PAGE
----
Forward progress, unmet needs: comments on the Capital Investment Plan

May 13, 2016

On May 13, our coalition submitted a comment letter to the MassDOT Board and the MBTA Fiscal and Management Control Board with our perspective on the draft Capital Investment Plan.

Comments on the Draft FY2017-2021 CIP 

May 13, 2016

On behalf of Transportation for Massachusetts, a coalition of 58 member organizations dedicated to improving transportation across the Commonwealth, I am pleased to submit comments on the draft five-year Capital Investment Plan (CIP). Our coalition’s staff and member organizations have participated in the public meetings over the past month and look forward to seeing the final approved CIP later this month. 

Our coalition supports a mix of funding to maintain, modernize, and expand our transportation system. We applaud the Baker Administration for combining the MassDOT and MBTA investment plans into one coherent investment blueprint. 

Our coalition is pleased to see that the fruits of our work in 2013 are reflected in this plan. Along with allies, partners, and elected and administration officials, we advocated for a significant increase in available funds for transportation that resulted in the Transportation Finance Act of 2013. However, the legislation came up short of what was needed (estimated at the time to be roughly $1 billion per year), and several components of the law have since been repealed, leaving the state with insufficient resources to fix the system we have and build the system we need.

Investments

Consistent with the boards’ vote on May 9, T4MA is glad the Green Line Extension is included in this plan. It must remain a commitment in the final CIP, and it is vital that all of the core functions of the project have a path forward and sufficient funding, i.e., all of the stations including Route 16 and the community path.

The plan makes significant investments in bicycle and pedestrian infrastructure, on roads, sidewalks, and multi-use paths. This plan fully funds the Complete Streets Program. We thank the administration for its hard work to get this program off the ground, and we are pleased that so many communities have already expressed their interest in this innovative new program that will make our roads safer for everyone.

The plan sets the MBTA on a path to soon spend $765 million per year on state of good repair investments. We support this commitment. It represents a significant increase over previous years’ spending. Upgrades of red and orange line cars, signals, power, and more should have tangible effects on the level of service provided to riders. However, we encourage you to treat the $765 million annual investment as a minimum, and to increase the annual number to account for inflation and anticipated increases in construction costs. If the allocation is held at $765 million per year, it will take 25 years to address our backlog. This is too long a period for customers to wait for a system in good repair. Of note, there do not appear to be Green Line cars or sufficient MBTA buses in the plan, and we hope that the integrated fleet plan will inform future investments in vehicles.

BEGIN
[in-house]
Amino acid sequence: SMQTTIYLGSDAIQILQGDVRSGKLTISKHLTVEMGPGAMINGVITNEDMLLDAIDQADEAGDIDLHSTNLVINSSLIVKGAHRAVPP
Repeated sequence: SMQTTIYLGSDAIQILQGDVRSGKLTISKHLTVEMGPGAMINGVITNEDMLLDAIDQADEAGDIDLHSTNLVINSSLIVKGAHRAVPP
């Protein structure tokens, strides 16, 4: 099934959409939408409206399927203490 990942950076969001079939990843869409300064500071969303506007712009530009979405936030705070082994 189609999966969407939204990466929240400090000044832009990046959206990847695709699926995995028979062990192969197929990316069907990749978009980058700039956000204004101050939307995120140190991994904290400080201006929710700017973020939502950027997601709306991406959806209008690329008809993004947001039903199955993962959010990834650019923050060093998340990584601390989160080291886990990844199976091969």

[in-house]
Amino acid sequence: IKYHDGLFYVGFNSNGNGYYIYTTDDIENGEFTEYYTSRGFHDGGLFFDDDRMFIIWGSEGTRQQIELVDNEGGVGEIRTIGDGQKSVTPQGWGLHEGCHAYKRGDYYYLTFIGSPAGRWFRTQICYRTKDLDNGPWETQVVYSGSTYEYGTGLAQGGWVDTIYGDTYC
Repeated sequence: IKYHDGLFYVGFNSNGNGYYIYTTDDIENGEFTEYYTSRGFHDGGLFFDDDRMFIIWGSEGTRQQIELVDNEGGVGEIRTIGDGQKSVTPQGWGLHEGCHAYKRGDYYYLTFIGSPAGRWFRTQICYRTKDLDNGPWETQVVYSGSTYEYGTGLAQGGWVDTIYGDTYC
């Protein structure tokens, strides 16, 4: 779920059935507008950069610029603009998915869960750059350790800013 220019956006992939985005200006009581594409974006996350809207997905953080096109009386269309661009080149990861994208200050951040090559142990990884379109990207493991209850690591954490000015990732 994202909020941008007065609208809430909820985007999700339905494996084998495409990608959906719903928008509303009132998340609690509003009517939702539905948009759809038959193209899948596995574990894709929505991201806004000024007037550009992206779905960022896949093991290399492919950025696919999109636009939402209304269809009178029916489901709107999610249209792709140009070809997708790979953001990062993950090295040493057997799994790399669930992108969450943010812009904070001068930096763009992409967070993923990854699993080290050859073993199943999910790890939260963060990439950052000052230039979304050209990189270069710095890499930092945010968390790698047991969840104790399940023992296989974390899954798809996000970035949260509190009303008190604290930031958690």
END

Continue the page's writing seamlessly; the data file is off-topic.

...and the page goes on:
The plan invests $307 million in Regional Transit Authorities, crucial investments that will benefit communities throughout Massachusetts.

Our coalition supports strategic investments on the Fairmount Line. Funds for the Blue Hill Avenue Commuter Rail station are included in this plan, an important legal obligation that the community deserves. While we are disappointed that DMUs are not be funded in this CIP, we are encouraged by the proposal to refurbish locomotives and coaches to make up small train sets that could be used on Fairmount to deliver rapid transit service, and potentially other lines such as the Knowledge Corridor. We ask that the vision for service and investments on the Fairmount Line be laid out in the CIP—including a commitment to use refurbished equipment on the line.

While other parts of the country continue to expand highways, which increases vehicles-miles travelled and congestion in the long-term, we appreciate that most of the expansions in this plan are in the area of public transportation and bicycle and pedestrian infrastructure, continuing a recent trend in this state.

Our coalition supports the expenditure on a study of the North-South Rail Link proposal. We, and others, need credible data to assess the costs and the benefits of the project. To ensure the analysis that is developed is accepted by groups outside of government, we urge the administration to convene an expert group of engineers and project managers of large infrastructure projects, to help guide and provide oversight to the development of the cost estimates and feasibility assessment. A comprehensive study that provides definitive and credible answers is needed, given the intense level of attention on this project.